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January 12, 2002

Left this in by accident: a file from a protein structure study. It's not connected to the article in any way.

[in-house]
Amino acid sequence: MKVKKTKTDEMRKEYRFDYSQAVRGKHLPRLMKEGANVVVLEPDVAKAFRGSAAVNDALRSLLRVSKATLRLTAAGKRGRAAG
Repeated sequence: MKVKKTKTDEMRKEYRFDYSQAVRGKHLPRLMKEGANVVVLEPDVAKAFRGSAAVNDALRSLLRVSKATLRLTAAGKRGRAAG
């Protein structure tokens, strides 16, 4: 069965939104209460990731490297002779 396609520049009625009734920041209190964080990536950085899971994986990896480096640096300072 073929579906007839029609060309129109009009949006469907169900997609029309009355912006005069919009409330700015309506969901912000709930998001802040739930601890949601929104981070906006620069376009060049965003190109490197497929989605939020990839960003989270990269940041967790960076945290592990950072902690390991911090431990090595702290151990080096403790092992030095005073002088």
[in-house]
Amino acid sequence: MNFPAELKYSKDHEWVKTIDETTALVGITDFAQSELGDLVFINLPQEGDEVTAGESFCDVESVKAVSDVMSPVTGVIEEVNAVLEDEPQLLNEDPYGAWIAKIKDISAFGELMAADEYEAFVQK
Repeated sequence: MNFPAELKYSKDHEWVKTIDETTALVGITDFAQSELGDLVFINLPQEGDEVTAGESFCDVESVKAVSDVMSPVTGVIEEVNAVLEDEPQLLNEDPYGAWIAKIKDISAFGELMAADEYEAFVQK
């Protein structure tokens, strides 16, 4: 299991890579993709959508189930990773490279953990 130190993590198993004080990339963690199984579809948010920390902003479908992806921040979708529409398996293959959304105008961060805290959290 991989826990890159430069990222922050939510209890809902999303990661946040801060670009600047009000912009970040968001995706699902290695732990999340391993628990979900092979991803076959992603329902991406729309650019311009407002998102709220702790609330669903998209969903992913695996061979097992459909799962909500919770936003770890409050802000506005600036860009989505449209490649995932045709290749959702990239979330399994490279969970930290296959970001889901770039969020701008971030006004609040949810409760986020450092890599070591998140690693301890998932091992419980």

Ultrasonic contrapropagation methods have been used to measure the flow of natural gas since the 1970s, flare gases since the 1980s, and smokestack gases in cem (continuous emissions monitoring) since the 1990s. Since the early 2000s, ultrasonic clamp-on flow measurements, previously restricted mainly to liquids, were found effective in measuring in standard steel pipes, the flow of steam, natural gas and other gases and vapors, including air, as long as the flow velocity was not so high as to cause excessive beam drift or excessive turbulence (in other words, below about Mach 0.1), and provided the acoustic impedance of the gas was equivalent to air above about six bar and no important molecular absorption or scattering mechanisms were present. Although the flow of gases by ultrasonics has long been thought to be more difficult to measure than liquids, in fact the measurement is easier in two important respects. One is, for the contrapropagation method, the upstream – downstream time difference is generally much greater for gases, as a consequence of the much lower sound speeds in gases compared to liquids. The other significant factor that becomes important in mass flow metering (including scfm output) is the existence of theoretical and/or empirical relationships between ultrasonic propagation and density, where either of such relationships is easier to exploit for gases than for liquids. To provide an idea of the scope of applications addressable with ultrasonic technology that is commercially available now or likely to be available in the near future, this paper starts with an analysis from the point of view of acoustic impedance; considers designs as a function of the number of nozzles, from zero to a dozen; and lists factors conducive to high accuracy versus factors detrimental to high accuracy, i.e., conducive to uncertainty

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